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Online Therapeutic Approaches

Online Therapeutic Approaches

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Pinning My Colours to the Mast

Sitting re-reading my previous post on the subject of online therapy where I firmly pin my colours to the mast about what I beleive to be true ie: that online therapy can be just as effective and helpful to clients as face to face therapy, for some reason, I’m reminded of the words of Jeffery Masson in his book “Against Therapy”.

In his crituque of Carl Rogers Person-Centered Therapy, Masson states that “…the circumstances of therapy are artificial.” (Masson, J. pp232)

He is of course talking about all therapy and makes no distintion between online and inperson work. Perhaps because online work had not emerged as a viable and useful option at his time of writing?

The Process of Therapy is Inherently Contrived

The process of how inperson therapy works developed over many years, with many contributions from a multitude of areas and certainly didn’t arrive preformed and ready for use. Online therapy is simply following in the traditions of these other therapeutic developments.

The prospect of having to sit down with, at least at first, a complete stranger and perhaps begin to divulge our inner-most secrets and fears in the hope that this process will lead to a form of understanding, healing and growth within ourselves may not be a completely comfortable thought for most people.

I may not agree with everything Masson says but in this case he makes a factually accurate point. The process of therapy is inherently contrived.

Successful Therapy Relies On The Relationship Between The Therapist and The Client

For instance, how many of us, in our normal every day lives would start a conversation about our feelings, being completely honest, sharing our thoughs and fears as we wait at the bus stop?

How would we react to other’s if they started telling us what was really going on in their lives when we said “good morning, how are you?” as we walk in to the office?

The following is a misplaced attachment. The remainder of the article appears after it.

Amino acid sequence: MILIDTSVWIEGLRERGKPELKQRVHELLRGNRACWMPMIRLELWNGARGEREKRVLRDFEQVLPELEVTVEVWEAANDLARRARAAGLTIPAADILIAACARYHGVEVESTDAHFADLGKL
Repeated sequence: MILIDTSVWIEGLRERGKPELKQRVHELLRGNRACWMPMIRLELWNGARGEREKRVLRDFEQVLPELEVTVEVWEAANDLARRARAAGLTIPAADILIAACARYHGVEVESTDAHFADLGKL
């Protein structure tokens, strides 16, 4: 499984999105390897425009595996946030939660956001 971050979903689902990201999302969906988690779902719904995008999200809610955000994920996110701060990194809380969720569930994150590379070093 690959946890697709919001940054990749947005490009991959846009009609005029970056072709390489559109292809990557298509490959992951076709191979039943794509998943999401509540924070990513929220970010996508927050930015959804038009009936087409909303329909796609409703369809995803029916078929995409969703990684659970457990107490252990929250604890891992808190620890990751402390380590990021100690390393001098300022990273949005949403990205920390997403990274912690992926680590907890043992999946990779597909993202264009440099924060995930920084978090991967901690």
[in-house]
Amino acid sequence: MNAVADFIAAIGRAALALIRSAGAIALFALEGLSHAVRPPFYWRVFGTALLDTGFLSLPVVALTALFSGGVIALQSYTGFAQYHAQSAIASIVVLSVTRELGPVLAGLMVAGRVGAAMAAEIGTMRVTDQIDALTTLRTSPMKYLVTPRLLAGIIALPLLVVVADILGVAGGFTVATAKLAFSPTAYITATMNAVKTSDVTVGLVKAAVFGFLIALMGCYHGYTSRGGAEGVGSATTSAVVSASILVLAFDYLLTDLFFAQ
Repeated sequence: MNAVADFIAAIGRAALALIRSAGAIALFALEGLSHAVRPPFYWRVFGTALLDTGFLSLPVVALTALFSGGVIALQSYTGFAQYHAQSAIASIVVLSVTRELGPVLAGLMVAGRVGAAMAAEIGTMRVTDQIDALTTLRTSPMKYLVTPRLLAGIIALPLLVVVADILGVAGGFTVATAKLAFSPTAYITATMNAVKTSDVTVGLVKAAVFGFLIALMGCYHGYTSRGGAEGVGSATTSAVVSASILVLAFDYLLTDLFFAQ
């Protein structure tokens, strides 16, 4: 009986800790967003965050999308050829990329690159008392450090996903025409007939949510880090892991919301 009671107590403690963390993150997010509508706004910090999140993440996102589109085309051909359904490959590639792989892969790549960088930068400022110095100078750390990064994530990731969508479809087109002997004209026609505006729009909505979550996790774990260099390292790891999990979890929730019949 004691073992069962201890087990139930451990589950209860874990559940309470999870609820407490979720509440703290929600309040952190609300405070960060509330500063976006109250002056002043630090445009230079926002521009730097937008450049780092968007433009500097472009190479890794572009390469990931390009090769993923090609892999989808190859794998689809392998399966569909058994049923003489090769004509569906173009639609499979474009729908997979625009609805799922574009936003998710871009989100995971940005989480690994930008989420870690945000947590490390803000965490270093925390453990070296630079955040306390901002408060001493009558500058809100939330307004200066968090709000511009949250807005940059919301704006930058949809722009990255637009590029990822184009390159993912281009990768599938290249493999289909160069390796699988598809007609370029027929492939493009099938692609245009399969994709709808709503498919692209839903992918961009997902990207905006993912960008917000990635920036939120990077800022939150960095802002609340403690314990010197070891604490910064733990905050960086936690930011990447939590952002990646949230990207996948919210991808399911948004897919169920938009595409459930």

What is beyond doubt is the process of psychotherapy does indeed produce beneficial results for a large proportion of those who engage with it, however, it also has to be acknowledged that, for some it does not.

There can be many reasons why the process of psychotherapy can be less than successful. Personally I beleive one of the main reason for this, which, as it turns out is also one of the most important factors in therapy being successful, is the relationship between the therapist and the client.

Barriers to Therapy

Perhaps the client might feel the therapist does not connect or understand where they’re coming from, who they are as a person. For me, if this happens then it is incumbant on the therapist to offer help in referring the client on to another practioner if they are unable to work through this together. Truth is that the client may not want their help and will probably stop engaging with the therapist.

Perhaps the client is attending sessions under duress, only there due to pressure from loved ones or the legal system, civil or otherwise. Perhaps it may be that the client feels they are unable, for whatever reason to connect to the theraputic modalities being offered.

What these issues may have in common is a detrimental effect on the ability of the therapist and the client to form a therapeutic relationship at what is described as relational depth.

All of these may certainly be valid and they present across all forms of therapeutic encounters, whether these are face to face or online.

Previously, I touched on some of the difficulties we may face when working online, most of which were to do with contracting and the mechanics and technical issues that can arise. These are not the only issues we may face.

There are indeed both Pro’s and Con’s of working online and I would encourage any therapists thinking of working online, to get themselves as informed as possible.

With this in mind I would highly recommend the BACP and/or the Counselling Tutor online courses which are both excellent and provide much needed guidance and training to therapists.

Cons of Working Online

If we start by looking at what might be some of the Cons or difficulties presented by working online.

Some people may not like the idea of sitting in front of a computer or device and find the prospect of speaking candidly in this way quite intimadating.

Others may feel that psychotherapy is effective and real/authentic only if they are in a face to face setting.

There can be difficulties with what may be called “Meta language”. The pauses we use when speaking and the intonation in our voice or the movement that we might unconciously make when communicating.